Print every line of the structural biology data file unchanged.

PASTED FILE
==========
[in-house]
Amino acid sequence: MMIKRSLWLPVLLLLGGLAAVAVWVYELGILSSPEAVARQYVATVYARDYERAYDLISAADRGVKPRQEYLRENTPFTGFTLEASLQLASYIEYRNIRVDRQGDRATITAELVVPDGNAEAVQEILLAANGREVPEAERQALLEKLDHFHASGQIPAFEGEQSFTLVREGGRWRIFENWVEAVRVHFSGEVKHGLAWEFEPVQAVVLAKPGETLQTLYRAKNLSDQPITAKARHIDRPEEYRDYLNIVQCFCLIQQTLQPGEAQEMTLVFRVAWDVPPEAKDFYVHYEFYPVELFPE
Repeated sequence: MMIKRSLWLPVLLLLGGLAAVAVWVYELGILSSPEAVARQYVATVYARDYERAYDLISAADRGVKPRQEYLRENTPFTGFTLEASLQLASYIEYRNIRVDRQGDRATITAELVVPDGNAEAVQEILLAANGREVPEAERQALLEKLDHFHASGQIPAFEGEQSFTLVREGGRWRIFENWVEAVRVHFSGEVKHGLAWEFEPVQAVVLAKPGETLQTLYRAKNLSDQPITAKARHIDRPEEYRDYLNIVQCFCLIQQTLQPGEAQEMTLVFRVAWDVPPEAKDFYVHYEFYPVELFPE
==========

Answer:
[in-house]
Amino acid sequence: MMIKRSLWLPVLLLLGGLAAVAVWVYELGILSSPEAVARQYVATVYARDYERAYDLISAADRGVKPRQEYLRENTPFTGFTLEASLQLASYIEYRNIRVDRQGDRATITAELVVPDGNAEAVQEILLAANGREVPEAERQALLEKLDHFHASGQIPAFEGEQSFTLVREGGRWRIFENWVEAVRVHFSGEVKHGLAWEFEPVQAVVLAKPGETLQTLYRAKNLSDQPITAKARHIDRPEEYRDYLNIVQCFCLIQQTLQPGEAQEMTLVFRVAWDVPPEAKDFYVHYEFYPVELFPE
Repeated sequence: MMIKRSLWLPVLLLLGGLAAVAVWVYELGILSSPEAVARQYVATVYARDYERAYDLISAADRGVKPRQEYLRENTPFTGFTLEASLQLASYIEYRNIRVDRQGDRATITAELVVPDGNAEAVQEILLAANGREVPEAERQALLEKLDHFHASGQIPAFEGEQSFTLVREGGRWRIFENWVEAVRVHFSGEVKHGLAWEFEPVQAVVLAKPGETLQTLYRAKNLSDQPITAKARHIDRPEEYRDYLNIVQCFCLIQQTLQPGEAQEMTLVFRVAWDVPPEAKDFYVHYEFYPVELFPE